The lack of new housing supply is keeping housing costs high, squeezing renters and buyers.
A new report from Zillow shows that U.S. renters can now count on spending 30.1 percent of their income on rent; home purchasers, meanwhile, can expect to fork over more than 15.3 percent of their monthly earnings toward a mortgage payment.
The study indicates that the least affordable real estate markets are those in which new housing permits have not kept pace with growth and population, including many California cities, such as San Diego, Riverside and Sacramento. Areas with slow population growth or that have met new growth by constructing new residential units are typically the most affordable, such as Chicago and Detroit. Among the markets that are the least affordable for both renters and mortgage borrowers are New York, Los Angeles, San Francisco, Boston and Miami/Fort Lauderdale.
To help find an affordable new home or rental in or near your chosen area, experts recommend being prepared and seeking outside help. “You must first understand what your budget affords you and be realistic about it,” says Debbi DiMaggio, an agent with Highland Partners Real Estate in San Francisco. “Contact a real estate agent in your area. Renters may also have to buddy up, and buyers need to better understand the market they’re interested in.”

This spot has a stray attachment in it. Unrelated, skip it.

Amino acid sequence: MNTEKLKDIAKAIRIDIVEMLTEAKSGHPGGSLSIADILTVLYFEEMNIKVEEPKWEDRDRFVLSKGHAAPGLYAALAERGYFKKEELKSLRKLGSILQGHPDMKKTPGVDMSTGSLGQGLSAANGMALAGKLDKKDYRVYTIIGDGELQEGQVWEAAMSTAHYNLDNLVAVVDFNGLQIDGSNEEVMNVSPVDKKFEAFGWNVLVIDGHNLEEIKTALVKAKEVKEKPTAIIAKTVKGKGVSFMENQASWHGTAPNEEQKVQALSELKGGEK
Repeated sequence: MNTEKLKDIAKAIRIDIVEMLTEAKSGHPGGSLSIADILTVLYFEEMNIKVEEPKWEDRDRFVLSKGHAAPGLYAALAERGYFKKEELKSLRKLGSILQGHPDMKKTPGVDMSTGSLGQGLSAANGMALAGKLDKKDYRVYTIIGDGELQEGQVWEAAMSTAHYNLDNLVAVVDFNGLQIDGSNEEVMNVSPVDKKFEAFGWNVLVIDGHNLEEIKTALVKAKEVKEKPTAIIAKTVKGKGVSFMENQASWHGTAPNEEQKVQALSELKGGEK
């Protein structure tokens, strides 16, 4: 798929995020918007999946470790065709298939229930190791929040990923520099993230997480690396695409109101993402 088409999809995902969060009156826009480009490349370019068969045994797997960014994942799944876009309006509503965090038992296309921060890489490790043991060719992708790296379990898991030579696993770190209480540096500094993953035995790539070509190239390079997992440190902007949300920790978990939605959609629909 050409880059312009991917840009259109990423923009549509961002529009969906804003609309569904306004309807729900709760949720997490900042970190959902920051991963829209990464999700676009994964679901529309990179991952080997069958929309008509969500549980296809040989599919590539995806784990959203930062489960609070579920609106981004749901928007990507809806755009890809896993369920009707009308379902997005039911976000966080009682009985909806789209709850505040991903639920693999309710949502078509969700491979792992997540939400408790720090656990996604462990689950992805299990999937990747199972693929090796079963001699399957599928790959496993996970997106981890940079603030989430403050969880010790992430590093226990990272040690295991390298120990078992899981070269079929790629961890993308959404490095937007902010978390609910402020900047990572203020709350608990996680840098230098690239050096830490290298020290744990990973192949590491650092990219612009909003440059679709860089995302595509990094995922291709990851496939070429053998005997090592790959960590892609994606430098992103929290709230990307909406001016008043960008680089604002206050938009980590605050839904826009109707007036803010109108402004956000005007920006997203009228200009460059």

Additionally, work to improve your credit score, save up for at least two months’ rent deposit or a sizeable down payment on a home, and search for listings of available properties regularly.
Joan Brothers, president of Manhattan Boutique Real Estate NY, in New York, says it’s also important to broaden your boundaries.
“Buyers and renters may need to open themselves up to different neighborhoods so they can find something in their budgets,” Brothers says. “Once people are given some choices, they can find positive attributes to the neighborhoods, apartments, and homes.”